The Department of Theatre and Dance’s supportive artistic and scholarly environment are what first attracted graduate student Brianna Figueroa to UT, but she was also drawn by something else.
“The Performance as Public Practice Program in the theatre and dance department provides a deeply critical, interdisciplinary perspective on the arts that is not available elsewhere,” she said.
Brianna has been dancing since she was a young girl, and she says her relationship to dance has evolved as much as she has over the years. As a child, Brianna felt disconnected with much of the work she was performing, which led to her thesis topic on what it means to be a Chicana working in the western genre of contemporary concert dance, a topic she says is nearly untouched in the academic sphere.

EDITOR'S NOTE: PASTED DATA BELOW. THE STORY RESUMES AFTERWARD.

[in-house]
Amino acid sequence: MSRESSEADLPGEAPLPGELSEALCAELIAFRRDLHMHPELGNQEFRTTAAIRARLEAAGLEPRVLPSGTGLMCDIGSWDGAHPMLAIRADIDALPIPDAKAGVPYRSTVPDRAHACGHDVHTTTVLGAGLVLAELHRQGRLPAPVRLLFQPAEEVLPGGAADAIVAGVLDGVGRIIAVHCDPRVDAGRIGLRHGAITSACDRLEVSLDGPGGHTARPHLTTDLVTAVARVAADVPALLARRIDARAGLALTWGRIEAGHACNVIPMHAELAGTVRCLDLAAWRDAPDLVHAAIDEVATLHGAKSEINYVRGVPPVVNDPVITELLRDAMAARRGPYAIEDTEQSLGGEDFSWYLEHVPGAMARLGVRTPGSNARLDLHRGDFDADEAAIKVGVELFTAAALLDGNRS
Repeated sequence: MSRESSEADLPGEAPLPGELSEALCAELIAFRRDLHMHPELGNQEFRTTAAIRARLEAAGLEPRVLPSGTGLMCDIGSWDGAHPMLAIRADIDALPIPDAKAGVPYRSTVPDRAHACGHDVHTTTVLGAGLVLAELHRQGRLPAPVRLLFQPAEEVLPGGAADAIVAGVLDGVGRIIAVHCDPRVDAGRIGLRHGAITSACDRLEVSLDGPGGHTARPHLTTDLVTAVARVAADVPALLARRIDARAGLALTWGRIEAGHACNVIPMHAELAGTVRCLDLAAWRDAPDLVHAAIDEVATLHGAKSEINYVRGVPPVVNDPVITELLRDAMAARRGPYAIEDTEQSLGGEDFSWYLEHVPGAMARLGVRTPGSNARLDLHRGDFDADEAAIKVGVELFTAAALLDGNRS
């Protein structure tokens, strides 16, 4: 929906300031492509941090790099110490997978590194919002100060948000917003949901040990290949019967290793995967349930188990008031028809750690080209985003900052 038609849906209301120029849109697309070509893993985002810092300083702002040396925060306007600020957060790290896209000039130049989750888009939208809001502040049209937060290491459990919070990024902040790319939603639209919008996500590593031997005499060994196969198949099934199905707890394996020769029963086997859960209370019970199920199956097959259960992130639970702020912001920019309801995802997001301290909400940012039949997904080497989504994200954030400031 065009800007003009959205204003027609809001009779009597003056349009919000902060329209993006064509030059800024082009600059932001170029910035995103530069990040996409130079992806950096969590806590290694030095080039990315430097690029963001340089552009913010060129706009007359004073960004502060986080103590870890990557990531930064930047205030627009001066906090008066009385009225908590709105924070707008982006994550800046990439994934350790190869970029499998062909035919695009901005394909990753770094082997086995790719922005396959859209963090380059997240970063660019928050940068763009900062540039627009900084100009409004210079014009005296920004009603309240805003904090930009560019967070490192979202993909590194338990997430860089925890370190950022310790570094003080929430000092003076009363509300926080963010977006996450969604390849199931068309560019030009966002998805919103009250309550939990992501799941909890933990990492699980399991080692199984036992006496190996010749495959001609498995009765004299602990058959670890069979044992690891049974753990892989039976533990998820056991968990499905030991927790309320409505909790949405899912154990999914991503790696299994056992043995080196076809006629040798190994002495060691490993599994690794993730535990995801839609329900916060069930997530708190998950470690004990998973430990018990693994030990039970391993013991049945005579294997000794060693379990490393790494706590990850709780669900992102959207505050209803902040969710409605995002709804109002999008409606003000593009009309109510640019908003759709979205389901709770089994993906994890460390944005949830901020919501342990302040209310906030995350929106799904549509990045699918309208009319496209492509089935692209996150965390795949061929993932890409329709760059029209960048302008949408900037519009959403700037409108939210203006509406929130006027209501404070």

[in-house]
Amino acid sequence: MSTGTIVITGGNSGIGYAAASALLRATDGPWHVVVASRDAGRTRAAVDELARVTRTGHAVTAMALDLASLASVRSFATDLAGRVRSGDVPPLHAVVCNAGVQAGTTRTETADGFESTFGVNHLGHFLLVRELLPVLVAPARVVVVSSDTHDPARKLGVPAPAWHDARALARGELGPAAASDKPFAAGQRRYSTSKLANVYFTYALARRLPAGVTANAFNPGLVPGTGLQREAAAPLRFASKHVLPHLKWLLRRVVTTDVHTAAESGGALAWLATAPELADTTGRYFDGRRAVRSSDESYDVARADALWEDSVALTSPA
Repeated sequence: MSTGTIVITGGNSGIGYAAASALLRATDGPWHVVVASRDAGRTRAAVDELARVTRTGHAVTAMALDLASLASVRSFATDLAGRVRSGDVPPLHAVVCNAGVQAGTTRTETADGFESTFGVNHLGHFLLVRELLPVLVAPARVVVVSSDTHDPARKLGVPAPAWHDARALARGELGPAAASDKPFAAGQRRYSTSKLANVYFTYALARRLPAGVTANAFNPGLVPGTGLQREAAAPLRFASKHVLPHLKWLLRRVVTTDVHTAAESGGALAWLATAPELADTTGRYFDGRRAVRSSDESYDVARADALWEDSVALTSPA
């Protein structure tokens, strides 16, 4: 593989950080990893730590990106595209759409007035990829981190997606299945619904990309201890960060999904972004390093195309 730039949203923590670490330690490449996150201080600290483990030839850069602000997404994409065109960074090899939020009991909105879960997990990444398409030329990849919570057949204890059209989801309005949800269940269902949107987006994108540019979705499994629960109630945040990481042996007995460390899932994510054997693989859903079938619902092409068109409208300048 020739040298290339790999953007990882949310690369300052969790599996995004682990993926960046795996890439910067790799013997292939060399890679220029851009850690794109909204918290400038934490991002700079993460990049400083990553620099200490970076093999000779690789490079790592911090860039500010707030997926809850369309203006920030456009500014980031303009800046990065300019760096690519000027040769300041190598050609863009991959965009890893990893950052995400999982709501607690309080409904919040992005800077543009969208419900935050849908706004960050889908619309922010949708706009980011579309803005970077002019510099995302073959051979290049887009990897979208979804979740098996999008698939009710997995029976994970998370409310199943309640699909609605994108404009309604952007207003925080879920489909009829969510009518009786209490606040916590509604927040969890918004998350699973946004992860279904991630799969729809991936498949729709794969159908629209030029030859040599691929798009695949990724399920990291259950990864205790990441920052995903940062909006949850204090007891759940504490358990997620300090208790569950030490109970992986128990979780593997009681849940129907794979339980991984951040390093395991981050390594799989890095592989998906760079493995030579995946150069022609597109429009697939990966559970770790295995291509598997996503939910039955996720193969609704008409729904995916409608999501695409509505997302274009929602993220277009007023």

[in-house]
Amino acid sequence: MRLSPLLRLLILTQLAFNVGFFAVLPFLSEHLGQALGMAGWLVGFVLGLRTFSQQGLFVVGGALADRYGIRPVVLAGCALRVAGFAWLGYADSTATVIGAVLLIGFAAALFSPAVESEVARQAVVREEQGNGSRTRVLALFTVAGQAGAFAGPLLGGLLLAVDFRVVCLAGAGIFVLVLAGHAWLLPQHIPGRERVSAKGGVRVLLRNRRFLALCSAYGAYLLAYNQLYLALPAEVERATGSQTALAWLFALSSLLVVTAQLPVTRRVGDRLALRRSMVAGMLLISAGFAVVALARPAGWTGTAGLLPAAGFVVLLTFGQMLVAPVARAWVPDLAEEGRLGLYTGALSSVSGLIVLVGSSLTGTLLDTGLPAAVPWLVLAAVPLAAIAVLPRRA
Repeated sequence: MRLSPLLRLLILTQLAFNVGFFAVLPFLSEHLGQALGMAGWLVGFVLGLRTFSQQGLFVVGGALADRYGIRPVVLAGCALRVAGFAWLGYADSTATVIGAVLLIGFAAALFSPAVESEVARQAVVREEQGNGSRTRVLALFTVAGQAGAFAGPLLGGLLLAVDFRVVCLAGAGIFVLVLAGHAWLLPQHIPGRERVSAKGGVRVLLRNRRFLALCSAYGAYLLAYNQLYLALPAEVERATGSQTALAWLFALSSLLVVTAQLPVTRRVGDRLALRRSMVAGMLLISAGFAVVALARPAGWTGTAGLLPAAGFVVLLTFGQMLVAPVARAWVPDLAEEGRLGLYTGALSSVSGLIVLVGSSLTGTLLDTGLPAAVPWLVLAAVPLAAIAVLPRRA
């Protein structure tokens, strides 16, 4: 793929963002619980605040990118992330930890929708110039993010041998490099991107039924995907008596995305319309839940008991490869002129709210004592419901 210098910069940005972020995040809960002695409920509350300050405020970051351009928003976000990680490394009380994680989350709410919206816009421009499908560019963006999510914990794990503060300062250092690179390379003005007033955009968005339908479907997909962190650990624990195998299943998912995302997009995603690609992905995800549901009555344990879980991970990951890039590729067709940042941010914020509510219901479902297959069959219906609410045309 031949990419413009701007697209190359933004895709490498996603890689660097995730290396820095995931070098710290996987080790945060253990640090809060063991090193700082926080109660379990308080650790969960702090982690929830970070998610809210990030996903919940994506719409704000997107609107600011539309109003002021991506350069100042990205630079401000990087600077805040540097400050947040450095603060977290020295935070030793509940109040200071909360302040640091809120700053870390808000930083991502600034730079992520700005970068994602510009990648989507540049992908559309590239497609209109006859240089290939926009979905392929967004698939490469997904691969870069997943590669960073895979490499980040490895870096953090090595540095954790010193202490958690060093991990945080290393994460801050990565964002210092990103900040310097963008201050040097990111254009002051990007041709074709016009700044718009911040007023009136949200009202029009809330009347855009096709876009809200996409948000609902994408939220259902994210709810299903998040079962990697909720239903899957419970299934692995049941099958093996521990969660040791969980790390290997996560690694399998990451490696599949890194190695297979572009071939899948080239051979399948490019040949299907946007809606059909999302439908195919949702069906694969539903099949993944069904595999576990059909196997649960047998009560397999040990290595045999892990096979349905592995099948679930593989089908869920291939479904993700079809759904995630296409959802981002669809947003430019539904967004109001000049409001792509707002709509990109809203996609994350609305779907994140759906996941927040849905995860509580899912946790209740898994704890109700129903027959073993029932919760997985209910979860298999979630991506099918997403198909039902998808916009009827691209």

“Without a Latina/Chicana role model in my view, there wasn't an example for me to utilize or someone to mentor me in that aspect of my artistry,” she said. “This is certainly not to say that Chicana/o or Latina/o dance artists do not exist, but rather that when they are rendered invisible they thusly become inaccessible.”
In addition to her thesis, Brianna is presenting an original choreographed piece in the Cohen New Works Festival this spring. After graduation, Brianna hopes to continue studying and earn her Ph.D. from UT as well.
“I am so appreciative of the many individuals who recognize the need to support artists and I am even more grateful to be one of those artist thanks to the efforts of the Doty Society,” Brianna said. “I believe deeply that my research is addressing a gap in the dialog that surrounds Latina participation in the arts and your support says much of your own willingness to participate in that conversation.”